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 • Saint Pauls Evangelical Lutheran Cemetery
 • Lomira
 • Dodge County
 • Wisconsin
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Herman Robert Schultz
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Birth: Oct. 25, 1863
Death: Dec. 24, 1930


Six persons, a husband and wife, thier son and three of his children, killed Wednesday night when the automobile in which they were driving to a Chrismas Eve church program was demolished by a south-bound Soo line passenger train at the Highway 67 crossing in Lomira will be buried Sunday afternoon at a single service to be held at St. Paul's Lutheran church on Highway 41, a mile south of Lomira.

Victims of the grade crossing accident were: Mr and Mrs. Herman Schultz of Lomira, Harry George Schultz, 41, their son, and his three children, Esther 13, Raymond, 8, and Anita, 4, all of the Town of Ashford.

Mrs. Harry Schultz and her step-son, Edwin, 16, a junior in the Lomira High school are the sole survivors of their family. Both had intended to attend the Christmas Eve program, but the boy was suddenly taken ill and the mother stayed at home with him.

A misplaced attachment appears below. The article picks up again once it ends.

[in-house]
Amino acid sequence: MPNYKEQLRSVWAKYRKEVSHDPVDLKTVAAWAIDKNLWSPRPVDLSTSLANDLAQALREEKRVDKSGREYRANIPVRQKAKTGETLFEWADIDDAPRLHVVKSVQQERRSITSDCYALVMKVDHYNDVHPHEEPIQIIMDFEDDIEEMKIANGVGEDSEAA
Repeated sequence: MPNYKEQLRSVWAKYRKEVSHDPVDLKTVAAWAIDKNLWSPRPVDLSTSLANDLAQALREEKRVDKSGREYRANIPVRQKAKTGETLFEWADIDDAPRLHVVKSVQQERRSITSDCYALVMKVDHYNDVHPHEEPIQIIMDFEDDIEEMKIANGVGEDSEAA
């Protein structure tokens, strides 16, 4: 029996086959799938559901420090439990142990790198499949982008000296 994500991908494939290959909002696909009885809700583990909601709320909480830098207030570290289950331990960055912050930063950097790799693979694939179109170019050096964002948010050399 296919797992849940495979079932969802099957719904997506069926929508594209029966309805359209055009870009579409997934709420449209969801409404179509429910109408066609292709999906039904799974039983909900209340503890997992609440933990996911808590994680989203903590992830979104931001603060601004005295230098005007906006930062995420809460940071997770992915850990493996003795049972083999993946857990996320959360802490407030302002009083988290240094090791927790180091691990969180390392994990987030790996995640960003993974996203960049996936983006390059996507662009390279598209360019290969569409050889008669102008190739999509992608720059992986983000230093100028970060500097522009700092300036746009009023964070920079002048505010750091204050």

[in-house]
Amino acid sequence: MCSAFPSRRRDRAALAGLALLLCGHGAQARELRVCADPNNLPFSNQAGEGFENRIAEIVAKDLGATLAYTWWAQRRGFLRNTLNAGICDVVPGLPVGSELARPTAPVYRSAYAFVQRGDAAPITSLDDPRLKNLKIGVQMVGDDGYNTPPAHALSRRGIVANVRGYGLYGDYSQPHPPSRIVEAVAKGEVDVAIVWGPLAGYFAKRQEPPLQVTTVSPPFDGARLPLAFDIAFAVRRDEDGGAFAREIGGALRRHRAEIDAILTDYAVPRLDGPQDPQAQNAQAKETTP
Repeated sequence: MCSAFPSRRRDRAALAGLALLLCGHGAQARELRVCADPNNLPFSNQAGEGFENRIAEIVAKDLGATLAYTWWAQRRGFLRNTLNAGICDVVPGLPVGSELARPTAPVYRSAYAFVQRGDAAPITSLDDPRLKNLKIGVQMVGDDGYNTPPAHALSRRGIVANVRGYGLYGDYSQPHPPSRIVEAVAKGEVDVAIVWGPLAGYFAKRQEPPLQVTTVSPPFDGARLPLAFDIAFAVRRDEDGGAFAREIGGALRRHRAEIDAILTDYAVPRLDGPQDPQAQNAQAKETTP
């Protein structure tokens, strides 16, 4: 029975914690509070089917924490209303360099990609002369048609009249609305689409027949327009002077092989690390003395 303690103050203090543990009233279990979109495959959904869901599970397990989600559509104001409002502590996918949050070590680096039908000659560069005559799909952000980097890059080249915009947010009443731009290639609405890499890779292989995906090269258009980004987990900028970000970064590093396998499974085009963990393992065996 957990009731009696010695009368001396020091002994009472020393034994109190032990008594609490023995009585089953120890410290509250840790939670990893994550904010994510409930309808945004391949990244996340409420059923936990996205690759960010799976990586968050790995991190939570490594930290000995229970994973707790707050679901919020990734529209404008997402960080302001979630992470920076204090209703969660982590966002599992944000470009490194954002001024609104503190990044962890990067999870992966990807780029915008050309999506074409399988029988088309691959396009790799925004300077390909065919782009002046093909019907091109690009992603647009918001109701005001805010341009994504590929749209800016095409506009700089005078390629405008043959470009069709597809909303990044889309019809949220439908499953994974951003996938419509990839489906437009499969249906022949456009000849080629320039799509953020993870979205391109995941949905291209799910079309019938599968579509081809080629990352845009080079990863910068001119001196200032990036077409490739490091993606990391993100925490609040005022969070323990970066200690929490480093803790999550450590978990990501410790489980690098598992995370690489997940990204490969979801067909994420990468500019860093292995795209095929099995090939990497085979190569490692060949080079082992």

Bodies of the six victims are at the Kietzer funeral parlors in Lomira, where they will remain until the hour of the funeral. Tentative plans for the services were made on Christmas day. A prayer service will probably be held at the funeral home, from where the bodies will be removed to the little church, which seats only approximately 150 persons. Following the service burial will take place in the cemetery adjoining the church.

A formal investigation of the tragedy was started Christmas morning by Dodge County authorities. A coroner's jury composed of * *. Tolzman, E.L. Tolzman, *.*. Klein, Henry Yankow, Matt ****** and Arthur Enderle, all residents of Lomira and vicinity, was impaneled and adjourned until Tuesday at 2 p.m. after viewing the bodies of the victims and visiting the scene of the accident.